We’ll see something like almost a half of the world’s population exposed to more than 20 days a year of deadly heat. It takes a little while to get your head around that, but the core temperature of your body can’t rise more than six degrees on a sustained basis. So there are already places for example, Dubai, and some places or some other equatorial places where you can’t live there during the main heat of the midday without being in air conditioned environments. What that is telling you is that the increase of from where we are today to where we will be more than half or up to another half of the world’s population will be exposed. So that’s just a one and a half degrees and bear in mind, that’s the ambition.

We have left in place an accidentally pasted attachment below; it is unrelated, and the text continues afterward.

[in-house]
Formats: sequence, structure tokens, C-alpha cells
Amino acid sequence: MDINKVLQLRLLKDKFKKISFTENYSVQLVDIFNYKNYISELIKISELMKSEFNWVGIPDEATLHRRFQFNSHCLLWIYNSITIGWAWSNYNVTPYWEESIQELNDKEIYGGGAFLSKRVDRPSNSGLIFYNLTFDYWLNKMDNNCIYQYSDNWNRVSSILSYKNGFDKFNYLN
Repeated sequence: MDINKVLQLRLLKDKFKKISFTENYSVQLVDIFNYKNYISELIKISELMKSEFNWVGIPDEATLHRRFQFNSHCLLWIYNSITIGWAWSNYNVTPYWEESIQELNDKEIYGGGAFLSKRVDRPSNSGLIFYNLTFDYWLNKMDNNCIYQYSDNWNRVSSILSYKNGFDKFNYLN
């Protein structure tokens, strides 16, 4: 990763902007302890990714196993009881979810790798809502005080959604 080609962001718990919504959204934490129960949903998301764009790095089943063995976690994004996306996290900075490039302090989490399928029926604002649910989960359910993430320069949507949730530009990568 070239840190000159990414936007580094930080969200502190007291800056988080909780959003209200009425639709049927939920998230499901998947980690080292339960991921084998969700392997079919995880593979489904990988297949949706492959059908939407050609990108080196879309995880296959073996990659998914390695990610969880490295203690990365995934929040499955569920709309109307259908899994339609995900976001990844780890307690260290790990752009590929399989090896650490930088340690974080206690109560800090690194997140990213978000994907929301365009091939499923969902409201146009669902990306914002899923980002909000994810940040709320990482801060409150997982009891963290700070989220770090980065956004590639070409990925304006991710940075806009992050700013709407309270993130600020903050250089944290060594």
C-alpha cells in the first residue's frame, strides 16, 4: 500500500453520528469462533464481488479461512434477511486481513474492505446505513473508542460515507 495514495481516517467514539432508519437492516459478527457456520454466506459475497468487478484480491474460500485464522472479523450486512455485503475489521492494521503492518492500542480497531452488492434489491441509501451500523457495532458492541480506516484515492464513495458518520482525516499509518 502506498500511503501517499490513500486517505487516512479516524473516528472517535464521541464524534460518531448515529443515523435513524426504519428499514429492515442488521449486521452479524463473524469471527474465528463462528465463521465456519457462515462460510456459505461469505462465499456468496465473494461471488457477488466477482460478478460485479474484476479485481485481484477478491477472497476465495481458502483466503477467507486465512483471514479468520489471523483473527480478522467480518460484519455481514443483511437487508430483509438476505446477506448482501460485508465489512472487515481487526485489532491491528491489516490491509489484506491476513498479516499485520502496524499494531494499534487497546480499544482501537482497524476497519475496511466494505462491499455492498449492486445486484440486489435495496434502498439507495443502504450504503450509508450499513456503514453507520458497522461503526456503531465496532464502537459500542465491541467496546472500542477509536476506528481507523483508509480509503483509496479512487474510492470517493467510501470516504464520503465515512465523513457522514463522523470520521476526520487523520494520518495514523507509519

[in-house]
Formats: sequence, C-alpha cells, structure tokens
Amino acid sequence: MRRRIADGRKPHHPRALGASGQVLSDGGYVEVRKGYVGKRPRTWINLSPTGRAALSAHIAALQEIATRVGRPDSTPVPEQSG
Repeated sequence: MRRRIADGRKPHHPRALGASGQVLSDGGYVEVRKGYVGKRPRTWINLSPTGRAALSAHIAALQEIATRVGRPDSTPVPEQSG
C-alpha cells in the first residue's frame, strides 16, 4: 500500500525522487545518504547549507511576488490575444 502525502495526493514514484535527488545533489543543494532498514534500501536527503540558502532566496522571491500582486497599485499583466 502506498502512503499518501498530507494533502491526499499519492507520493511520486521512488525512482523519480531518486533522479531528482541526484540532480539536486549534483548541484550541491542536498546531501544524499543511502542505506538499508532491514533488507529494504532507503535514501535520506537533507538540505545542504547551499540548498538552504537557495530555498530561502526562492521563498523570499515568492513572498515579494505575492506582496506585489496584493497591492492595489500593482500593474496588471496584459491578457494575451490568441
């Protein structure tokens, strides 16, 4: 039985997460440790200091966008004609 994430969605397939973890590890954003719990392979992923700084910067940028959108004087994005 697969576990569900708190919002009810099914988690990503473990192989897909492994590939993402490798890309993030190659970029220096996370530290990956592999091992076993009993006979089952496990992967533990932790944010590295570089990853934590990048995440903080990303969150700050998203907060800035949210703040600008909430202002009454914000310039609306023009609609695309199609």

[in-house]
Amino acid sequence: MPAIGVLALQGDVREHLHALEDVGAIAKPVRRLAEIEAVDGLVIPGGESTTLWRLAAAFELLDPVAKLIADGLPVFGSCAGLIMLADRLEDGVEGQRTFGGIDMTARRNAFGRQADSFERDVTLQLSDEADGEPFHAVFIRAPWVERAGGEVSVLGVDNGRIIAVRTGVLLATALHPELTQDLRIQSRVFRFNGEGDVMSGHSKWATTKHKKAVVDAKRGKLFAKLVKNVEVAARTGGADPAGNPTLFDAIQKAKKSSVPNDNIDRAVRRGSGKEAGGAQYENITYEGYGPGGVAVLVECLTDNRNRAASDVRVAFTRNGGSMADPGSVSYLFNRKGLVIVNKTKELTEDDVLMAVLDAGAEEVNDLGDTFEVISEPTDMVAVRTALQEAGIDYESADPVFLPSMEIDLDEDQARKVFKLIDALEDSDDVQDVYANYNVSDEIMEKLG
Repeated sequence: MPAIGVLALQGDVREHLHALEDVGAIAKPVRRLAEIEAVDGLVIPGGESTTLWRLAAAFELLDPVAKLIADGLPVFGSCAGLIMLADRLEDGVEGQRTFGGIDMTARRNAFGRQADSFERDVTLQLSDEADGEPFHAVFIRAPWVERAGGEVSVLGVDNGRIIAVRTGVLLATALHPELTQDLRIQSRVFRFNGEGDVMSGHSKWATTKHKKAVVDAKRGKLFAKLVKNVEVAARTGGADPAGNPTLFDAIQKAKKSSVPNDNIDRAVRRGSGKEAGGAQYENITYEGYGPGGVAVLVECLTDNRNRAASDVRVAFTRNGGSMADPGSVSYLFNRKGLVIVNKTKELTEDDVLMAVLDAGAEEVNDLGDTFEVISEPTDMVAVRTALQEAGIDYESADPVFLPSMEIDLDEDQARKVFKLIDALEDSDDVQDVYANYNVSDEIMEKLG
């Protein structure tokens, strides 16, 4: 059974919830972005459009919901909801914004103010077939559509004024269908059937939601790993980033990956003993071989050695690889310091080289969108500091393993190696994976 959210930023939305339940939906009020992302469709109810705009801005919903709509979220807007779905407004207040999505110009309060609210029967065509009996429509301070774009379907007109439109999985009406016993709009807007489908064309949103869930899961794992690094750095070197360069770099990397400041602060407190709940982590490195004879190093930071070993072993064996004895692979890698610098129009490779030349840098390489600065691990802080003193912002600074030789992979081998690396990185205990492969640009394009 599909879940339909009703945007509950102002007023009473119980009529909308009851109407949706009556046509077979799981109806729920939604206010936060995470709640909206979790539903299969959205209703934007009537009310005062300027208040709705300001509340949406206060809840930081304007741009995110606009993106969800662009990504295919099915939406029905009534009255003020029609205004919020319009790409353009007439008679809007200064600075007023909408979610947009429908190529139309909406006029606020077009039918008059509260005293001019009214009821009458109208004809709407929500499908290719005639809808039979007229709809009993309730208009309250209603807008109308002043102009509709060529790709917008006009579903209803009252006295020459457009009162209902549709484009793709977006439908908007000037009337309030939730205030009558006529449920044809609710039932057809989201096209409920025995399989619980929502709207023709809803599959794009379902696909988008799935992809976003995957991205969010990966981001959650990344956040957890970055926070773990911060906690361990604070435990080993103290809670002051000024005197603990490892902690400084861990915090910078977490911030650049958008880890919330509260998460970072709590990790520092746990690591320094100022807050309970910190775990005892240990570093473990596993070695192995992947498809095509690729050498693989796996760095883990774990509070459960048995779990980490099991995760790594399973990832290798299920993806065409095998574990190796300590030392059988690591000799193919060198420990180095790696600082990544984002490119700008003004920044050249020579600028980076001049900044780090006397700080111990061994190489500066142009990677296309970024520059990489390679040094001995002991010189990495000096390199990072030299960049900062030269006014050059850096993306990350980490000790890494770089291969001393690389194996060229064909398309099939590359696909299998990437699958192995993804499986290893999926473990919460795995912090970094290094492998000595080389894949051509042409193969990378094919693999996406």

The reason why two degrees is often cited as the kind of upper threshold, it’s worth bearing in mind that this was the level at which science said that we should hopefully stay south of the feedback loops which would then cause runaway uncontrollable climate change by which they referring to things like, for example, the Siberian tundra melting. So what’s currently underneath permanently frozen permafrost that melts, that releases an enormous amount of methane from underneath it. And as I mentioned, CO2 isn’t the only greenhouse gas, methane is 21 times worse per tonne of gas. And there are millions of tons of methane frozen underneath the Siberian tundra. If that melts and gets released and it takes about 21 years for the atmosphere to process it, it will never… it won’t be able to process that amount of methane and you’ll start to see runaway feedback loops, there are plenty of others. Another one I could point to is as forests no longer can survive as you can see rain forests are beginning to be significantly disrupted already and stand likely to be eroded completely. Rain forest died back at three degrees.